Researchers are making progress in the quest to grow body parts in the lab. The atoll-like eyelets pictured are formed from mouse cells in culture. They have developed into a ‘pouch’ (with a rim of cells coloured green and white) that will form a functioning pituitary gland. The pea-like gland sits at the base of the brain producing hormones that affect fertility, libido, stress, water-retention and growth. Each pouch, which is 10 times smaller than a pinhead, was grown in a dish from embryonic mouse stem cells. The cells were chemically coaxed to form pituitary tissue, which self-assembled into functioning glands. Lab-grown transplantable glands could one day complement hormone replacement therapies. Trials on mice without pituitary glands showed their hormone levels were restored when implanted with a lab-grown spare. Whether biologists can grow more complex organs remains to be seen, but they now hope to grow human pituitaries.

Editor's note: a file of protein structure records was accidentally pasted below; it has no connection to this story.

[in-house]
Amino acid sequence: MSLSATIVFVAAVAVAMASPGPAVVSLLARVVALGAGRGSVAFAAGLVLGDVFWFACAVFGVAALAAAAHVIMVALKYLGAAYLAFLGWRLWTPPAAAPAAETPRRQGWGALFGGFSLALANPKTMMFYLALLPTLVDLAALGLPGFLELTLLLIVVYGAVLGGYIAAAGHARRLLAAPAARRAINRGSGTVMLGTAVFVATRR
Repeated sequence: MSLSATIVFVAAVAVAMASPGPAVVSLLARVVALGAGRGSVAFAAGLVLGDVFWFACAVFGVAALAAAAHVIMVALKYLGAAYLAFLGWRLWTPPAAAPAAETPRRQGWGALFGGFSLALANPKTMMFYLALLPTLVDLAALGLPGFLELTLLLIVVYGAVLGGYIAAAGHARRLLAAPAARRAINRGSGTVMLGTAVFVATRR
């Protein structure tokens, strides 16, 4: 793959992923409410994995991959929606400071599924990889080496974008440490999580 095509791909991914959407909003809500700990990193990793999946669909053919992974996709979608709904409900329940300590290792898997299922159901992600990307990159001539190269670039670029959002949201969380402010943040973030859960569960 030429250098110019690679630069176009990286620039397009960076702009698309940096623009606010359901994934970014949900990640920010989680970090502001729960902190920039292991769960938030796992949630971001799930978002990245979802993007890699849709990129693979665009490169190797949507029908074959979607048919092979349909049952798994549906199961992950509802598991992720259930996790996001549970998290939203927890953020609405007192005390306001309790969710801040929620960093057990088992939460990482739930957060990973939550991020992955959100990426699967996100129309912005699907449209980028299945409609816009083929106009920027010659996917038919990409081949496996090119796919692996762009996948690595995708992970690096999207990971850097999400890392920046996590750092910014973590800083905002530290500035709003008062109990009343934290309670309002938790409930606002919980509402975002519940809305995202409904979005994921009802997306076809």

Written by Tristan Farrow
BPoD stands for Biomedical Picture of the Day. Managed by the MRC London Institute of Medical Sciences the website aims to engage everyone, young and old, in the wonders of biomedicine. Images are kindly provided for inclusion on this website through the generosity of scientists across the globe.